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Why Jumping Matters

Did you know? Over 30 million people run for exercise in the USA! As much as we would like to say the reason for that is because running is awesome, the reality is that there are few other exercises that are as accessible and beneficial as running. Running is a skill that few are taught; as a result, runners often pay the price with as many as 80% becoming injured and thus losing precious training days over the course of a year. While most runners run as their only form of exercise, we all know that running should be a part of an exercise routine and not the entirety of it. Strength training and gait retraining for improving tissue capacity and running efficiency play a large role in performance and injury reduction. But what if we are missing another piece?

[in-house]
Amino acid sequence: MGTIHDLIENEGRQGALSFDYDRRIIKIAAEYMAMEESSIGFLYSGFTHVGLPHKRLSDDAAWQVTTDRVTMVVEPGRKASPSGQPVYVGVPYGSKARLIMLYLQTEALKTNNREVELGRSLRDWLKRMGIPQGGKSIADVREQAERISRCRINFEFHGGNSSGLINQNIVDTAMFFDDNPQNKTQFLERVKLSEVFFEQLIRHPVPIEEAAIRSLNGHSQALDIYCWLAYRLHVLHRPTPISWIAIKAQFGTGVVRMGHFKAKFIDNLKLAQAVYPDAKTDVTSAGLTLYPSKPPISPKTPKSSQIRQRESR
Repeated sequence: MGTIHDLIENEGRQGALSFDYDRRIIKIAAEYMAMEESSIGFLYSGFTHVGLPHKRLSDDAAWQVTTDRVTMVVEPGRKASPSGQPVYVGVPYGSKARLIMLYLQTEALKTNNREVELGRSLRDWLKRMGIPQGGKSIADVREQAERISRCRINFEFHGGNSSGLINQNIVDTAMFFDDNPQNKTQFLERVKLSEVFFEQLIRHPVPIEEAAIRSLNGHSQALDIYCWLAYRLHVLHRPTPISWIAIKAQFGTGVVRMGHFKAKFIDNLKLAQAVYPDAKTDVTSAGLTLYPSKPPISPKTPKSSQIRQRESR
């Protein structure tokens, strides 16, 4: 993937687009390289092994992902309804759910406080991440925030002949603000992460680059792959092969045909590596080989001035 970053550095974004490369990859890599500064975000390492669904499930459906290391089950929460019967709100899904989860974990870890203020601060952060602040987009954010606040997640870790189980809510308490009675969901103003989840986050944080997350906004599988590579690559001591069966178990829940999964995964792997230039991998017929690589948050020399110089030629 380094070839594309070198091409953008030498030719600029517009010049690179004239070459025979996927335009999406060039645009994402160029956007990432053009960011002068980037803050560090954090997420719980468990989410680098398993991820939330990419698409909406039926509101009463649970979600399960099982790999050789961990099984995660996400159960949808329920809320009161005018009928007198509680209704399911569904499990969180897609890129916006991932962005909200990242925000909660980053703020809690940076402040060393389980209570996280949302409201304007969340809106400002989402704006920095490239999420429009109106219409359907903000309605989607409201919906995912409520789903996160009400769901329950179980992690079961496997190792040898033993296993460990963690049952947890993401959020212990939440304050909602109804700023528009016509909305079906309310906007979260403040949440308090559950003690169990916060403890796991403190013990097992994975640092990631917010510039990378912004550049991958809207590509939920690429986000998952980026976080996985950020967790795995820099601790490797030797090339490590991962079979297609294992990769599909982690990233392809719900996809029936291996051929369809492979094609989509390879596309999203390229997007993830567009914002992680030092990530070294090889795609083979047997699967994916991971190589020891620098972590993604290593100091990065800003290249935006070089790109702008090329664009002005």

Running involves the ability to load and explode. It is often stated that running is characterized by jumping/hopping from one foot to the other. This concept of jumping is a form of plyometrics which involves a loading phase (eccentric) and exploding or unloading phase (concentric). The inability to perform either of these tasks properly can cause energy leakage, abnormal movement patterns, excessive stress, poor performance, and potentially injury. Because so many runners neglect other aspects of training, getting them involved with strengthening, let alone plyometric training, is a tall task. So, it’s worth our time to stress the importance of not only traditional strengthening but also plyometric training as part of our runners' programs.


So, why else does jumping matter?


Well, the benefits of jumping are numerous